China is moving fast on setting up legislation on the development of autonomous driving cars in China, in tandem with the fast technological and commercial developments, writes China-lawyer Mark Schaub in the China Law Insight. These detailed regulations will have a significant and positive impact on the industry, he adds.
Cosmetics sold in China require up to May 1, 2021, animal tests to prove they are safe for consumers. Since their users required cruel-free cosmetics, foreign manufacturers had a hard time selling cosmetics to Chinese consumers. But times are changing, although only a little, says China-lawyer Mark Schaub in the China Law Insight in a review of upcoming legal change.
China’s automotive industry has traditionally taken a backseat compared to global competitors, but is planning a major overtake when it comes to pushing startups on self-driving, says China lawyer Mark Schaub in the Asia Nikkei. “In China, if you always wait till the law comes into effect, you are six months to a year behind what the regulators are saying,” Schaub said.
Overwork in China – called the 996 culture – is rampant, especially in the IT industry. The recent death of a Pinduoduo employee also shocked social commentator Zhang Lijia. For her, this cannot be solved by the industry or employees, but the government should step in, she writes in the South China Morning Post.
China veteran Mark Schaub discusses how China changed since it introduced the 1995 Employment Law and how it impacted the way foreign businesses could work. Before 1995 few people had a written labor contract, but since the introduction of the law much changed for workers and lawyers, he explains.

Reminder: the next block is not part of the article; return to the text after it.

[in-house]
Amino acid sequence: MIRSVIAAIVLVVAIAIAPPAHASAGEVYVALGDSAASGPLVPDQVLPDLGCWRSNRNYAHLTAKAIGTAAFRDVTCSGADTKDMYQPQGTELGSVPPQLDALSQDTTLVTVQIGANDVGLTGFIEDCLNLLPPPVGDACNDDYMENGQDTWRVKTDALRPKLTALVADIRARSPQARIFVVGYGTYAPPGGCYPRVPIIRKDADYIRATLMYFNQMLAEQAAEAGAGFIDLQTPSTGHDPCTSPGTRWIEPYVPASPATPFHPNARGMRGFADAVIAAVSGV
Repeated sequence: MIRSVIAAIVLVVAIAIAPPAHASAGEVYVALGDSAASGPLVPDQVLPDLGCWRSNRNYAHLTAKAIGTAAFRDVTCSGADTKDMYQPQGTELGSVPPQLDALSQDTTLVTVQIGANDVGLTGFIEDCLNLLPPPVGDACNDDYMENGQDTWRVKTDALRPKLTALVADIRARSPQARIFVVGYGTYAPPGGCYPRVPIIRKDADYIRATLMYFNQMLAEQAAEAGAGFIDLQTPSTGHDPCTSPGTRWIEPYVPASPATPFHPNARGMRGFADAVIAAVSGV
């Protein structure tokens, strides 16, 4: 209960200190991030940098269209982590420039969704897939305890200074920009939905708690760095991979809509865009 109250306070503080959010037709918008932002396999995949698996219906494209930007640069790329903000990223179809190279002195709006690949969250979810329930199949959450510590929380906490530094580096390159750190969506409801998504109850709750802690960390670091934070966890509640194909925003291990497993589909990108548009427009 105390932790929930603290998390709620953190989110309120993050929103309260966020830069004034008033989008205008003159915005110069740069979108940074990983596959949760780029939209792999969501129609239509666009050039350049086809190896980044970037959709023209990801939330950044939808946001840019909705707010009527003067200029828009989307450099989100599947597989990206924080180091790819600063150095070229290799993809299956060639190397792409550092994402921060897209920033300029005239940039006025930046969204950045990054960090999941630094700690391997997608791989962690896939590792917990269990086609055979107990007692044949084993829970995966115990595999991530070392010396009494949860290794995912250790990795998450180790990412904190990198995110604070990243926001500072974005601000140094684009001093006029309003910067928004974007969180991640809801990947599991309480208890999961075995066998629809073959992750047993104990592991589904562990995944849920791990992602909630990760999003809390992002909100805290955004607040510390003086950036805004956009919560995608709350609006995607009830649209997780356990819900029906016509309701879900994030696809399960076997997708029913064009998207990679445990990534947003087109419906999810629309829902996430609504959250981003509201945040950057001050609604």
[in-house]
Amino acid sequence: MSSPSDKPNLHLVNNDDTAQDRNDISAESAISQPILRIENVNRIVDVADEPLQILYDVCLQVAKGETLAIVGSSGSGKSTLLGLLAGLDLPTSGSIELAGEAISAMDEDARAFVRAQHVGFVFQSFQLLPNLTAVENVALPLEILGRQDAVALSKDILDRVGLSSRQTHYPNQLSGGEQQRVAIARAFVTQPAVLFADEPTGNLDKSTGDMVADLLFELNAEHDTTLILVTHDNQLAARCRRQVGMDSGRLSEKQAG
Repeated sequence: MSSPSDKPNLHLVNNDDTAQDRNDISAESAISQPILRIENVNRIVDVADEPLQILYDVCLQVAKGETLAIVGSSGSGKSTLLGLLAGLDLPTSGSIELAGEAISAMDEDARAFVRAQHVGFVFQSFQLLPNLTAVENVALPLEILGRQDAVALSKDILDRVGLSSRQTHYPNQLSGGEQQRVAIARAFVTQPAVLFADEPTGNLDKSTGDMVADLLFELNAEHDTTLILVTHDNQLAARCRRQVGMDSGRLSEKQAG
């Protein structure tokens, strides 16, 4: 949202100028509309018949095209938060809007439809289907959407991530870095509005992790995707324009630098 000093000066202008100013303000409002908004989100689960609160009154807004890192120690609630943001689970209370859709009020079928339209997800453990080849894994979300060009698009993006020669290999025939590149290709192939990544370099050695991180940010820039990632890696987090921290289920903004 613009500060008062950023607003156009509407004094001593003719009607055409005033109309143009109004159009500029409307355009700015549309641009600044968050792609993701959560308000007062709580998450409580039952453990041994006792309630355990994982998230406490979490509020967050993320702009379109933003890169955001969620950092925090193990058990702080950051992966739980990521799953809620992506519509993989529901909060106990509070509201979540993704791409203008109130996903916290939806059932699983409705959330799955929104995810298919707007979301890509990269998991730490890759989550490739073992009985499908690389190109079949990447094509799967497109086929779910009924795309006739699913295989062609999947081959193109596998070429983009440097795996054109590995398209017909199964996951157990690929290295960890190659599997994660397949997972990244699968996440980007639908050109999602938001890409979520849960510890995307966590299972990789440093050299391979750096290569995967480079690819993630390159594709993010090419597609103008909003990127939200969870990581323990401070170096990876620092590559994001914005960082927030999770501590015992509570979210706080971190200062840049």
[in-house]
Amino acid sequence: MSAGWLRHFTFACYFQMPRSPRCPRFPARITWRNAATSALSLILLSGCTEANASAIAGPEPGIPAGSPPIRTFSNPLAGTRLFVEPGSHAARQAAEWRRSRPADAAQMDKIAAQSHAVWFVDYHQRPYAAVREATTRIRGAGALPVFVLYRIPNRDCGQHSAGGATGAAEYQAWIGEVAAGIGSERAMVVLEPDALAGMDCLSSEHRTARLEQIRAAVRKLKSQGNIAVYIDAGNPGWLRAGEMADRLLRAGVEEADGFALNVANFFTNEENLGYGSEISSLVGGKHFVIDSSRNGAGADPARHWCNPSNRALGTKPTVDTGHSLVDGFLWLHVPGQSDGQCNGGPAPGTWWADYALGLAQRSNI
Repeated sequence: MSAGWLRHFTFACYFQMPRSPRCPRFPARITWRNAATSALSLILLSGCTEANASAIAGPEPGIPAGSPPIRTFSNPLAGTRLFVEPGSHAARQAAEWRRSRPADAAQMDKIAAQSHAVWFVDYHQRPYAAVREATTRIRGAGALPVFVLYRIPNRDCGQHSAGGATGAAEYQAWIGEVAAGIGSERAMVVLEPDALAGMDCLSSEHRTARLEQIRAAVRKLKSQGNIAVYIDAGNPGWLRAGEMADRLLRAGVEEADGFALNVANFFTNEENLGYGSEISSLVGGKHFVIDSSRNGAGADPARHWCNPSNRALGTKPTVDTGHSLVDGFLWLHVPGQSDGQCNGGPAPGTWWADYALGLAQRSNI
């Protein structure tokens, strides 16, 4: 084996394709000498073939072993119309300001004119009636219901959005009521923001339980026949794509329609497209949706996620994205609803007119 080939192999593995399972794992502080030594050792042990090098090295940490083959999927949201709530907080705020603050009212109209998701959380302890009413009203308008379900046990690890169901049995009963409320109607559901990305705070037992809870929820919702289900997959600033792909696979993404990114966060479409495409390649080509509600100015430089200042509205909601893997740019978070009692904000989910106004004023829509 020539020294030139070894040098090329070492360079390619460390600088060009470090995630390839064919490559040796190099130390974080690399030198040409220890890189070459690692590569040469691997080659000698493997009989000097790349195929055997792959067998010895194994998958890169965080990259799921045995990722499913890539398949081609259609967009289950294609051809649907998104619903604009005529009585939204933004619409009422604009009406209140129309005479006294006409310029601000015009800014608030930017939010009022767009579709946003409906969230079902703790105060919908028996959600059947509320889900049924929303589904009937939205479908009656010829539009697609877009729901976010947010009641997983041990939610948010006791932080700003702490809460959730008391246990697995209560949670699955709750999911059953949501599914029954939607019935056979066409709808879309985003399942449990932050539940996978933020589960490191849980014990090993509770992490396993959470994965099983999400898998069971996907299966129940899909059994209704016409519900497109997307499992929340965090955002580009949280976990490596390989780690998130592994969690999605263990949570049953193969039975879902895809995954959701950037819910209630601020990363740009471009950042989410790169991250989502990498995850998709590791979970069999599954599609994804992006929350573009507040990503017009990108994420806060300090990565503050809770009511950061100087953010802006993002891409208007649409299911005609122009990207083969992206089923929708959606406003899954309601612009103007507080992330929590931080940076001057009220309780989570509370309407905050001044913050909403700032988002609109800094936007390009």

Privacy concerns, marketing and local regulations on data security are just a few of the barriers China’s tech companies face when they want to go global, says seasoned VC William Bao Bean at the China Technode Emerge 2020 conference in Shanghai last week. Geopolitical tension are way overrated as possible hurdles, he adds, according to Technode.
It took China’s courts 27 years to acknowledge Zhang Yuhuan had been in jail innocent, and the reversal of the verdicts shocked the legal community. China’s courts have the largest conviction rate in the world, says author Zhang Lijia, but that is because of forced convictions. When Zhang Yuhuan case shows one thing, it is that structural reform of China’s court system is still needed, she argues at the South China Morning Post.
China is not only the world’s fastest-growing market for meat consumption, but it also has a long-standing tradition of using meat alternatives, says China-lawyer Mark Schaub at the China Law Insight. China’s government can use that tradition as it tries to change the country’s diet as they develop rules and regulations, he adds.